Snorkeling at Blue Hole (Day 13)

A quick tour of our latest accommodation in Dahab revealed that this was the best hotel so far. It was really something completely different compared to the first one in Cairo. It even had a pool. The water inside the pool had a suspiciously greenish tone to it but we enjoyed a swim anyway.

Undeniably president Hosni Mubarak is a very important figure in Egypt (he has been the not-so-democratically-elected president of the country since 1981). You can see his image on almost every corner and Dahab is no exception. He is always waving and smiling at people passing by.

Early in the morning our guide arranged a ride to take us to the famous Blue Hole. It is one of the top diving sites in the world. The Blue Hole is just that - a very large hole over 200 m in diameter and dropping to over 80 m.
Obviously when snorkeling you shouldn't dive that deep. We didn't mind because there were just so many fish of all sizes and colors swimming around just below the surface. The coral reef begins at a depth of half a meter. We enjoyed every one of many trips to the water that day.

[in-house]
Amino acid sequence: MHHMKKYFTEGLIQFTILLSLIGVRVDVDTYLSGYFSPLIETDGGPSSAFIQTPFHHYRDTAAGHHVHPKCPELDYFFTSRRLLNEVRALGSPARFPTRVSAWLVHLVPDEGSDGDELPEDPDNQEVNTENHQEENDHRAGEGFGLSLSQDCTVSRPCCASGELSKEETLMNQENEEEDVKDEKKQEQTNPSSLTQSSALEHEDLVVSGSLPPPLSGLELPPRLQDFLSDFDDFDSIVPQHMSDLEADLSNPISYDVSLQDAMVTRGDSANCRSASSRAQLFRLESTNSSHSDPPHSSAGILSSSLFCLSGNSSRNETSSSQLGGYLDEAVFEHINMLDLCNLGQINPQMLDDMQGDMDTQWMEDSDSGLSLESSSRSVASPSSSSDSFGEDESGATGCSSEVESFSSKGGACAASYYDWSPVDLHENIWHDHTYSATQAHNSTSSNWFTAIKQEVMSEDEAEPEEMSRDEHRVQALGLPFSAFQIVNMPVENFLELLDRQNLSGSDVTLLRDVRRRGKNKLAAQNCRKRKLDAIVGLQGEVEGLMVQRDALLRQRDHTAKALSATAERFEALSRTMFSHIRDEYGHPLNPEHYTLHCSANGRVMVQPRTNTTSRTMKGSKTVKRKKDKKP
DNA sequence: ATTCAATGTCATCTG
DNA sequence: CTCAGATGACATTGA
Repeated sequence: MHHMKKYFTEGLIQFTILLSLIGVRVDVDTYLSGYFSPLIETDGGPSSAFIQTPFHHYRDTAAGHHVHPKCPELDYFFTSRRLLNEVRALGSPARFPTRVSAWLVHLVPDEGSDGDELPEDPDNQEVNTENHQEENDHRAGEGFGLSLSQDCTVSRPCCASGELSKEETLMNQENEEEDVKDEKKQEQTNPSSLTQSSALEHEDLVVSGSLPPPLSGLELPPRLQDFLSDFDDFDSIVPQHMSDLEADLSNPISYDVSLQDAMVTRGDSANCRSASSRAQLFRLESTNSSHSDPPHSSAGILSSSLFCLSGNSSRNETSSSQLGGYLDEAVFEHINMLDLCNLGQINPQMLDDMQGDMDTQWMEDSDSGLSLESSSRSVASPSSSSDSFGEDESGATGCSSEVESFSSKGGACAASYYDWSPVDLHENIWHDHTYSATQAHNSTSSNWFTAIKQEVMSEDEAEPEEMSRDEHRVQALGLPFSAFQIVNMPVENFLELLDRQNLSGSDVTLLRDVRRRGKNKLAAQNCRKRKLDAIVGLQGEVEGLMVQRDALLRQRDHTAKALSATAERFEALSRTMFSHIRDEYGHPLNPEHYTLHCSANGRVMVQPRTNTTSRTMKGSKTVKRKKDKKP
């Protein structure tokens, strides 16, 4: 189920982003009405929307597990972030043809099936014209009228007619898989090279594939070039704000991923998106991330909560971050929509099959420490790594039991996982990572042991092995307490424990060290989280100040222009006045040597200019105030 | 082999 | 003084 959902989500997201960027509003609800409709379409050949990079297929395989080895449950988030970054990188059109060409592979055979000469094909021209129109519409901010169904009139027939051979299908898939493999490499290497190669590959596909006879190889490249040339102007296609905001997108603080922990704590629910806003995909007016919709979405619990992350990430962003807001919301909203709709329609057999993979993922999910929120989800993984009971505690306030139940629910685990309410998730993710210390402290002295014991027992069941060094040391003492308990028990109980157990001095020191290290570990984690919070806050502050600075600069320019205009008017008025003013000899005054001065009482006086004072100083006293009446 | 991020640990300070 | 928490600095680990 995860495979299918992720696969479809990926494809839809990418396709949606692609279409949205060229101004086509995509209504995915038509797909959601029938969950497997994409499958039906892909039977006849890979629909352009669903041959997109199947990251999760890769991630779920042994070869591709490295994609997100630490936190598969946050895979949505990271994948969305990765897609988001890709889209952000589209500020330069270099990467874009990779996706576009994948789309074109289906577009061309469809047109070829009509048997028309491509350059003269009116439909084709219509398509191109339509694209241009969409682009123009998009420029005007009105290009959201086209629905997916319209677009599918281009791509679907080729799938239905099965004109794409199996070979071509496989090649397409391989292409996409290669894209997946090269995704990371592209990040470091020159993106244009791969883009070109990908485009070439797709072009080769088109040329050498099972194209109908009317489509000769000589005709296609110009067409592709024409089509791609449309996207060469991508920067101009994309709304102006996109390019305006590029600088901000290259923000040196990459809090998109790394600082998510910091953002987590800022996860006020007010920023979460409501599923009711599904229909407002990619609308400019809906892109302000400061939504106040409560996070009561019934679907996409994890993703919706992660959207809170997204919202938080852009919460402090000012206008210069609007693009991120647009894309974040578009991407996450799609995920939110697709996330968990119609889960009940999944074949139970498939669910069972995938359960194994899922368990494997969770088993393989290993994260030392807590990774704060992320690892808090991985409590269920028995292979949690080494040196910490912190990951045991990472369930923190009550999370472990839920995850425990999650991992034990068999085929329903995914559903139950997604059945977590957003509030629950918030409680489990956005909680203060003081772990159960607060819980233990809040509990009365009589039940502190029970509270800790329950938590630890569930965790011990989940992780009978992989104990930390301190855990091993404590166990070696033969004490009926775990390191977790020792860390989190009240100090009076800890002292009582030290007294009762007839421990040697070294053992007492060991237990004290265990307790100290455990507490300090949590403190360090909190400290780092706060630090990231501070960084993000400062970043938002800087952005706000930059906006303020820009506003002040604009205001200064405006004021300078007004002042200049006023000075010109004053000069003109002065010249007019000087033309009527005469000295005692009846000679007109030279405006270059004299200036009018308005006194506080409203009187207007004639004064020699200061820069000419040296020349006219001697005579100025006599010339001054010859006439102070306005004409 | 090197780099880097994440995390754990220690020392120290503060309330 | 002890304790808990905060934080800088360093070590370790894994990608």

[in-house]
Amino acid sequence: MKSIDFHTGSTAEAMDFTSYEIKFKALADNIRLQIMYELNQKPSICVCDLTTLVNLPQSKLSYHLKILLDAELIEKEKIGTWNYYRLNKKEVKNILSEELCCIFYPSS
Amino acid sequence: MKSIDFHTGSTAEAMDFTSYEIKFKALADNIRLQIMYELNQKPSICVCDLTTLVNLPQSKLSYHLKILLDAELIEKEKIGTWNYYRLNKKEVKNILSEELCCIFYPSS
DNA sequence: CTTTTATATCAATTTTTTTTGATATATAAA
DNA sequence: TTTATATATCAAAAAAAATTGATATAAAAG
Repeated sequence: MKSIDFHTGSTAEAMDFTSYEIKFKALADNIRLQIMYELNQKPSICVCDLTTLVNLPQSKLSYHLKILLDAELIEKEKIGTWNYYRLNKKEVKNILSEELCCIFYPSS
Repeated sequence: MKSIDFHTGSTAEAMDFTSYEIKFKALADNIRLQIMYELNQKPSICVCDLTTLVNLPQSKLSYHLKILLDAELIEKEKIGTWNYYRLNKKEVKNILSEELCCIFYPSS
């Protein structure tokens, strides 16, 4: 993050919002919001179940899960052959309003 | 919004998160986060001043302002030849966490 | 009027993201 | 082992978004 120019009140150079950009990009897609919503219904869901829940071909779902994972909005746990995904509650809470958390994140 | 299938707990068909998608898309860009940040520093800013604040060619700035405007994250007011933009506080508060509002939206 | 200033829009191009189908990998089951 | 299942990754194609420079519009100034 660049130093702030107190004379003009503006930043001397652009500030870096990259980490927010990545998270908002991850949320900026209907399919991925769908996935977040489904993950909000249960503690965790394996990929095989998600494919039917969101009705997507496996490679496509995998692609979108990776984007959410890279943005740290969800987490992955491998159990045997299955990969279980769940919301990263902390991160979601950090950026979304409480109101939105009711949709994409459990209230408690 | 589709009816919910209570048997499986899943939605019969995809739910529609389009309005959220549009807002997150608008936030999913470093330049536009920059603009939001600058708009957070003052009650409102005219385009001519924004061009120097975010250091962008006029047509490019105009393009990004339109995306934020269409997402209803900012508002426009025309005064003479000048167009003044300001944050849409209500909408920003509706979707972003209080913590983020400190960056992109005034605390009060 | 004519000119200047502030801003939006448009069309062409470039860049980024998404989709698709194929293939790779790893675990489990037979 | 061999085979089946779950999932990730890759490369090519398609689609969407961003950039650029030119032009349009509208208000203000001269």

Judging by the stone and metal plates on a nearby rocky wall all of the divers don't settle for a reasonable depth. So once in a while the Red sea decides to chew somebody up and then after a while it spits him out or swallows him forever.

The time between snorkeling was mostly spent relaxing and enjoying delicious local drinks. We mostly drank freshly squeezed fruit juices and cocktails.
I also tried a few games of backgammon. It seems like almost everybody plays backgammon in Egypt. If you ask a bartender at any Egyptian bar for the board and pieces, you have a pretty good chance he'll give them to you. Free of charge of course.

Since most of the day was spent snorkeling, we were quite exhausted when we got back to our hotel.
In the evening we decided to taste some of the stuff we saw underwater. We went to one of many restaurants lined up by the sea. It was quite expensive but in the end - worth it.

Slowly we were starting to realize that we had just another day of Egypt left.